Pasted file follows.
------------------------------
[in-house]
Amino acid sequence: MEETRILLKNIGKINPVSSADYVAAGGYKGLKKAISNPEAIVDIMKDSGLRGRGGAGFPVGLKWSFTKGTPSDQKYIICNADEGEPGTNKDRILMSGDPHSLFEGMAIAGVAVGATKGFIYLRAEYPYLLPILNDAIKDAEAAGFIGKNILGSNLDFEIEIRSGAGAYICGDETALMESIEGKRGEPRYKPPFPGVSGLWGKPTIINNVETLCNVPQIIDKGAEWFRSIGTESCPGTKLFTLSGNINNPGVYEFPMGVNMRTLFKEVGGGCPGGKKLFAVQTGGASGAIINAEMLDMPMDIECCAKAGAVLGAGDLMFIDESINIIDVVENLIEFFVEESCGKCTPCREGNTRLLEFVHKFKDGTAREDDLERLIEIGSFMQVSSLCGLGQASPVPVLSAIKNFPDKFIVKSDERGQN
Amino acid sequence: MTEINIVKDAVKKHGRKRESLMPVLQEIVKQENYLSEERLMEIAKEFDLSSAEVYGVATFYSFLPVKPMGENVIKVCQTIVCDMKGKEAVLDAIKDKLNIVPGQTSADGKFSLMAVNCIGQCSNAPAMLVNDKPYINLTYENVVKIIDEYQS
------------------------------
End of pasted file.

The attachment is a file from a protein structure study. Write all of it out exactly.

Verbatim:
[in-house]
Amino acid sequence: MEETRILLKNIGKINPVSSADYVAAGGYKGLKKAISNPEAIVDIMKDSGLRGRGGAGFPVGLKWSFTKGTPSDQKYIICNADEGEPGTNKDRILMSGDPHSLFEGMAIAGVAVGATKGFIYLRAEYPYLLPILNDAIKDAEAAGFIGKNILGSNLDFEIEIRSGAGAYICGDETALMESIEGKRGEPRYKPPFPGVSGLWGKPTIINNVETLCNVPQIIDKGAEWFRSIGTESCPGTKLFTLSGNINNPGVYEFPMGVNMRTLFKEVGGGCPGGKKLFAVQTGGASGAIINAEMLDMPMDIECCAKAGAVLGAGDLMFIDESINIIDVVENLIEFFVEESCGKCTPCREGNTRLLEFVHKFKDGTAREDDLERLIEIGSFMQVSSLCGLGQASPVPVLSAIKNFPDKFIVKSDERGQN
Amino acid sequence: MTEINIVKDAVKKHGRKRESLMPVLQEIVKQENYLSEERLMEIAKEFDLSSAEVYGVATFYSFLPVKPMGENVIKVCQTIVCDMKGKEAVLDAIKDKLNIVPGQTSADGKFSLMAVNCIGQCSNAPAMLVNDKPYINLTYENVVKIIDEYQS